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Einstein (São Paulo)

versão impressa ISSN 1679-4508versão On-line ISSN 2317-6385

Einstein (São Paulo) vol.18  São Paulo  2020  Epub 22-Jul-2020

http://dx.doi.org/10.31744/einstein_journal/2020ai5822 

LEARNING BY IMAGES

Lung cavitation in COVID-19: co-infection complication or rare evolution?

Lucas Tadashi Wada Amaral1 
http://orcid.org/0000-0002-2831-6934

Gabriel Laverdi Beraldo1 
http://orcid.org/0000-0002-9191-737X

Vanessa Mizubuti Brito1 
http://orcid.org/0000-0002-3246-5684

Marcela Emer Egypto Rosa1 
http://orcid.org/0000-0003-0423-3402

Marina Justi Rosa de Matos1 
http://orcid.org/0000-0002-2133-0434

Eduardo Kaiser Ururahy Nunes Fonseca1 
http://orcid.org/0000-0002-0233-0041

Patrícia Yokoo1 
http://orcid.org/0000-0002-3493-8641

Murilo Marques Almeida Silva1 
http://orcid.org/0000-0003-3748-5649

Gustavo Borges da Silva Teles1 
http://orcid.org/0000-0002-5405-5029

Hamilton Shoji1 
http://orcid.org/0000-0002-3701-4647

Rodrigo Bastos Duarte Passos1 
http://orcid.org/0000-0003-2428-2287

Rodrigo Caruso Chate1 
http://orcid.org/0000-0002-4193-7647

Gilberto Szarf1 
http://orcid.org/0000-0002-1941-7899

1Hospital Israelita Albert Einstein, São Paulo, SP, Brazil.


An 86-years-old male patient was admitted to the emergency department with a 1-day history of fever, dyspnea, and cough. After an assessment, there were no criteria that justified the patient’s hospitalization, therefore, he was dismissed and instructed to continue treatment at home. One week after the onset of symptoms, the patient returned with worsening dyspnea and persistent fever, which prompted his hospitalization. A chest computed tomography (CT) demonstrated typical coronavirus disease (COVID-19) findings(1,2) (Figure 1), and the real-time polymerase chain reaction (rt-PCR) test confirmed the diagnosis. After 13 days of hospitalization, the patient experienced clinical worsening, and nosocomial pneumonia caused by Enterococcus faecalis was diagnosed (Figure 2). The following CT 10 days after the diagnosis of the nosocomial infection showed multiple bilateral areas of ground-glass opacities, accompanied by septal thickening and consolidation areas, possibly related to COVID-19. There was also an excavated new lesion in the left upper lobe (Figure 3). A new rt-PCR test was still positive for COVID-19 on the same day of this last chest CT scan.

Figure 1 Axial and coronal chest computed tomography shows multiple and bilateral ground-glass opacities with areas of consolidation and septal thickening, typical findings of COVID-19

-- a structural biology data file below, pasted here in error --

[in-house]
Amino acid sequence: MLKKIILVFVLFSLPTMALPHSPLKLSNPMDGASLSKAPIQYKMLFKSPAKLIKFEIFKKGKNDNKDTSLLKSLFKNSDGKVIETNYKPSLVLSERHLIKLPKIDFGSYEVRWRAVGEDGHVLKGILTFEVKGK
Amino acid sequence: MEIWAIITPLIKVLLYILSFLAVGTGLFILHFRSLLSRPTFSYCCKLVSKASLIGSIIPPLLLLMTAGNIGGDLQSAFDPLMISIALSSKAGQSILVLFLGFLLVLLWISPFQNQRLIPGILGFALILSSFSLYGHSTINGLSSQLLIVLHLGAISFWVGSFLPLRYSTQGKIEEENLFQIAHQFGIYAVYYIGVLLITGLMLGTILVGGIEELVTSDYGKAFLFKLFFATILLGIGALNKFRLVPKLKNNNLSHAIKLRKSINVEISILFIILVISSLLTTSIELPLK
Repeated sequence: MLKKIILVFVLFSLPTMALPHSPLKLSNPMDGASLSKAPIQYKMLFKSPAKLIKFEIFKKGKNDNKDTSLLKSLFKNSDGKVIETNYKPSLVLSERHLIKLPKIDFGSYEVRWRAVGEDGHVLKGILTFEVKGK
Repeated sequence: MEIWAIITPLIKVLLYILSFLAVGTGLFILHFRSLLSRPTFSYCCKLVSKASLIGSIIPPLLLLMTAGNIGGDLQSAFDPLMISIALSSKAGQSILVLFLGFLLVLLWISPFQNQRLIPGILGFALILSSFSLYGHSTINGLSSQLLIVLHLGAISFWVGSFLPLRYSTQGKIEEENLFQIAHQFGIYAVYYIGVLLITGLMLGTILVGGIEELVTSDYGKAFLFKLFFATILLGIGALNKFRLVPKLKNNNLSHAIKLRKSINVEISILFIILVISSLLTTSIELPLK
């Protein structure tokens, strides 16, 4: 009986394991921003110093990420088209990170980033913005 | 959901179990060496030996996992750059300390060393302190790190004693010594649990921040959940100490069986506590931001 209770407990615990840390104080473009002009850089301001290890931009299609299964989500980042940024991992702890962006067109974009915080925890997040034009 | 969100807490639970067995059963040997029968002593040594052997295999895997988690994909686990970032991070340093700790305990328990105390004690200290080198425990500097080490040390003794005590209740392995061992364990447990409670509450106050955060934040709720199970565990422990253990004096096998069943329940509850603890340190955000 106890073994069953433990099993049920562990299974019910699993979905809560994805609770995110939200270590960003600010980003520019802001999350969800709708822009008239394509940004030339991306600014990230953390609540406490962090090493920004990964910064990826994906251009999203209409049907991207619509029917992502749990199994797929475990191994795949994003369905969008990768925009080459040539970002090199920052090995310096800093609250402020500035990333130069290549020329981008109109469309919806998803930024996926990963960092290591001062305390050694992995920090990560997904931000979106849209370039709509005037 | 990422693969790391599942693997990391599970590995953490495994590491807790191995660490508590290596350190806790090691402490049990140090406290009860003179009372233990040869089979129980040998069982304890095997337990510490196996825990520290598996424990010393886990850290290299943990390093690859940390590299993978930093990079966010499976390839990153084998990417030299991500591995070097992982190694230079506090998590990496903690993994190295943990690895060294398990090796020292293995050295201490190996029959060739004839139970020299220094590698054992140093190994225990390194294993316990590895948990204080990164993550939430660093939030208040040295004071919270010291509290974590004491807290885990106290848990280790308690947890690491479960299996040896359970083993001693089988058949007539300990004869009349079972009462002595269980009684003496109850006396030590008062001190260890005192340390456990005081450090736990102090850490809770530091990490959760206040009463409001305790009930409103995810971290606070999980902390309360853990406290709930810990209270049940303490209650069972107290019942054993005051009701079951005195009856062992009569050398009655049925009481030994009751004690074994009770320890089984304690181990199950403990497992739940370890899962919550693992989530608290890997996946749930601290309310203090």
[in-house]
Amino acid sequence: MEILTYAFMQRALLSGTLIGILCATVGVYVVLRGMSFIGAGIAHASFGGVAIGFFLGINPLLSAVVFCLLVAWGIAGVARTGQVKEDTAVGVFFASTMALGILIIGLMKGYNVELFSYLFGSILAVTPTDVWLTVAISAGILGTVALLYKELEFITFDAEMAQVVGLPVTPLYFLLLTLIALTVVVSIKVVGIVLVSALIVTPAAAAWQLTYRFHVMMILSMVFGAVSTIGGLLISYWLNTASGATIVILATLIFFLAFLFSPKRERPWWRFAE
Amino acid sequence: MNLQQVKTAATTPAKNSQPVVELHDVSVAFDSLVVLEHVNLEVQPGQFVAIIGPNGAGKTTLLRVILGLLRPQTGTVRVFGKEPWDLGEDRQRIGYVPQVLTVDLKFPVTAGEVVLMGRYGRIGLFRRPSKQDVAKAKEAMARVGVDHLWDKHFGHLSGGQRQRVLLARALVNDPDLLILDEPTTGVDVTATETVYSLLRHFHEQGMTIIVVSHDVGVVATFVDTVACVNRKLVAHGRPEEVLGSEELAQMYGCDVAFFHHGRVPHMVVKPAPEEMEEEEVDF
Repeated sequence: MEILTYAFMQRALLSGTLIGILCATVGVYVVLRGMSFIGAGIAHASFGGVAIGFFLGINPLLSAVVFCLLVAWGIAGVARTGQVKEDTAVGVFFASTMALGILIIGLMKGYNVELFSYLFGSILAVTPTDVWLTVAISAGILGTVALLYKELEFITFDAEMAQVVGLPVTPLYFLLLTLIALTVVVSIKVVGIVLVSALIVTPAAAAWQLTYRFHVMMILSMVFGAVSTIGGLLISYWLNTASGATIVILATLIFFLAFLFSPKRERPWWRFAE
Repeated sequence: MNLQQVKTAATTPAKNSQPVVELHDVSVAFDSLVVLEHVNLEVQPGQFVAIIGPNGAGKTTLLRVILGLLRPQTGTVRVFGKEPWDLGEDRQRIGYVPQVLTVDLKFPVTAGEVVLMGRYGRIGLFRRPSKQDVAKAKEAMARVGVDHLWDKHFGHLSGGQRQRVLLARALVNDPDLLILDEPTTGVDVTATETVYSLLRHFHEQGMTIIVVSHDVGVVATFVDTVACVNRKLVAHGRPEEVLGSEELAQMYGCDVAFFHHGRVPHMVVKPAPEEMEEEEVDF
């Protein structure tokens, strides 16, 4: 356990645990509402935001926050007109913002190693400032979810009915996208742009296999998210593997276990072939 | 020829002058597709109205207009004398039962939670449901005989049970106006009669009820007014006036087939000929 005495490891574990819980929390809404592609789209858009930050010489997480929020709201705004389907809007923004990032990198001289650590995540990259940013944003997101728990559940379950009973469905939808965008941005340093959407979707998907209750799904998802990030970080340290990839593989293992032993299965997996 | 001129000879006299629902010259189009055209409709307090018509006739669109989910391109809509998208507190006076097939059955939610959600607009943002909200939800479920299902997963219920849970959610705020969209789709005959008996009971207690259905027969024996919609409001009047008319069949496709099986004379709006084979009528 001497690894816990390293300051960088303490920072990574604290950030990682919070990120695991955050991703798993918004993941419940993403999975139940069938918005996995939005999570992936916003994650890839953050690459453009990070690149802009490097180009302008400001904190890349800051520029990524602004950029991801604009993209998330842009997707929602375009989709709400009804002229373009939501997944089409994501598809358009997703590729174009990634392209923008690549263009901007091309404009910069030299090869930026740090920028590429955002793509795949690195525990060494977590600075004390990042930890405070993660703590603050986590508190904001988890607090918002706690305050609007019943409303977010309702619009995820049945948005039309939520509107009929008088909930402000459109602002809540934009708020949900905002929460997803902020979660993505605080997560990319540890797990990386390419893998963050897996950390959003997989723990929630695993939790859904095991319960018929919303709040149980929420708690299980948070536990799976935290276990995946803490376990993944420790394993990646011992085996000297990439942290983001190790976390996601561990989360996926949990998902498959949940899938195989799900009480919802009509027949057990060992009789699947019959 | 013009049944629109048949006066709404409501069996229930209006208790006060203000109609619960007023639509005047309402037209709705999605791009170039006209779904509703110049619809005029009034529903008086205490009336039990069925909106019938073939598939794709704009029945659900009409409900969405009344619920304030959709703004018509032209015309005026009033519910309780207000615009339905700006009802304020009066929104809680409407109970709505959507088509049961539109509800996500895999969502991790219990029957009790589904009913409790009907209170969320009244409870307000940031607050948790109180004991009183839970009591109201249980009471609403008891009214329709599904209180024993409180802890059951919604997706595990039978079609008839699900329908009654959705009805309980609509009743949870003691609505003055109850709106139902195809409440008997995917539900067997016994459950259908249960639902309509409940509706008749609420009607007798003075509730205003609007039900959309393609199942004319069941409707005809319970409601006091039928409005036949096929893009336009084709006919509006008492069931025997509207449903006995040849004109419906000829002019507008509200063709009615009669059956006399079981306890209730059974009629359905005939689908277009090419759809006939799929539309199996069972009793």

Figure 2 Bedside anteroposterior chest X-ray images demonstrate the radiographic evolution of the nosocomial infection with multiple areas of consolidation in both lungs 

Figure 3 Axial and coronal chest computed tomography images show diffuse areas of consolidation, ground-glass opacities and a cavitating lesion in the superior lobe of the left lung (black arrows) 

Recent studies have demonstrated that pulmonary co-infection caused by other agents is not uncommon in the COVID-19 context.(3,4) Complications such as necrotizing pneumonia and subsequently excavated lung lesions become possible, and their imaging presentation is considered an atypical finding in COVID-19.(5)

The persistent positive COVID-19 rt-PCR seen in this case did not allow us to differentiate whether findings of pulmonary excavation were determined by the bacterial co-infection or were related to the COVID-19 infection alone.

Even though many clinical and imaging aspects of COVID-19 have already been elucidated, some cases of the novel coronavirus continue to surprise the medical team. Further studies are still needed to develop a better understanding of this new virus.

REFERENCES

1. Ding X, Xu J, Zhou J, Long Q. Chest CT findings of COVID-19 pneumonia by duration of symptoms. Eur J Radiol. 2020;127:109009. [ Links ]

2. Chate RC, Fonseca EK, Passos RB, Teles GB, Shoji H, Szarf G. Presentation of pulmonary infection on CT in COVID-19: initial experience in Brazil. J Bras Pneumol. 2020;46(2):e20200121. [ Links ]

3. Nowak MD, Sordillo EM, Gitman MR, Paniz Mondolfi AE. Co-infection in SARS-CoV-2 infected Patients: Where Are Influenza Virus and Rhinovirus/Enterovirus? J Med Virol. 2020; April 30. doi: 10.1002/jmv.25953. [Epub ahead of print]. [ Links ]

4. Kim D, Quinn J, Pinsky B, Shah NH, Brown I. Rates of Co-infection Between SARS-CoV-2 and Other Respiratory Pathogens. JAMA. 2020;323(20):2085-6. [ Links ]

5. Farias LP, Strabelli DG, Fonseca EK, Loureiro BM, Nomura CH, Sawamura MV. Thoracic tomographic manifestations in symptomatic respiratory patients with COVID-19. Radiol Bras. 2020; May 7. [Epub ahead of print]. [ Links ]

Received: May 8, 2020; Accepted: May 27, 2020

Corresponding author: Lucas Tadashi Wada Amaral Avenida Albert Einstein, 627/701 – Morumbi Zip code: 05652-900 – São Paulo, SP, Brazil Phone: (55 11) 2151-1233 Email: lucasamaral123@gmail.com

Creative Commons License  This is an Open Access article distributed under the terms of the Creative Commons Attribution License, which permits unrestricted use, distribution, and reproduction in any medium, provided the original work is properly cited.